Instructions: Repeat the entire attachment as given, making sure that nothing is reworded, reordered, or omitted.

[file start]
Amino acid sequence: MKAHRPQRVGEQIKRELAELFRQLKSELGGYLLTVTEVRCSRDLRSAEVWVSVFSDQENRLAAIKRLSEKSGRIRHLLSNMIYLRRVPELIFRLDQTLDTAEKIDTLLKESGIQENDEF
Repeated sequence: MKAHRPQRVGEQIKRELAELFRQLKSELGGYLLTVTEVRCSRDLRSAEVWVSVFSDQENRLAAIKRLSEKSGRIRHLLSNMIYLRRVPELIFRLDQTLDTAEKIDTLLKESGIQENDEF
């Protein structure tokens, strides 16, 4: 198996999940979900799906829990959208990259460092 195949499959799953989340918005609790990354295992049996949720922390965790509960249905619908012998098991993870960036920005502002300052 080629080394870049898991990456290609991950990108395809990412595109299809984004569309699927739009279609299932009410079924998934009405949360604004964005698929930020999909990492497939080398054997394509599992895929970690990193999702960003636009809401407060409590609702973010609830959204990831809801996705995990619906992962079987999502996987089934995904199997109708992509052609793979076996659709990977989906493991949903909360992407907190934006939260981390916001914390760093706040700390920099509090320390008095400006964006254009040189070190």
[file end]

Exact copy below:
Amino acid sequence: MKAHRPQRVGEQIKRELAELFRQLKSELGGYLLTVTEVRCSRDLRSAEVWVSVFSDQENRLAAIKRLSEKSGRIRHLLSNMIYLRRVPELIFRLDQTLDTAEKIDTLLKESGIQENDEF
Repeated sequence: MKAHRPQRVGEQIKRELAELFRQLKSELGGYLLTVTEVRCSRDLRSAEVWVSVFSDQENRLAAIKRLSEKSGRIRHLLSNMIYLRRVPELIFRLDQTLDTAEKIDTLLKESGIQENDEF
């Protein structure tokens, strides 16, 4: 198996999940979900799906829990959208990259460092 195949499959799953989340918005609790990354295992049996949720922390965790509960249905619908012998098991993870960036920005502002300052 080629080394870049898991990456290609991950990108395809990412595109299809984004569309699927739009279609299932009410079924998934009405949360604004964005698929930020999909990492497939080398054997394509599992895929970690990193999702960003636009809401407060409590609702973010609830959204990831809801996705995990619906992962079987999502996987089934995904199997109708992509052609793979076996659709990977989906493991949903909360992407907190934006939260981390916001914390760093706040700390920099509090320390008095400006964006254009040189070190």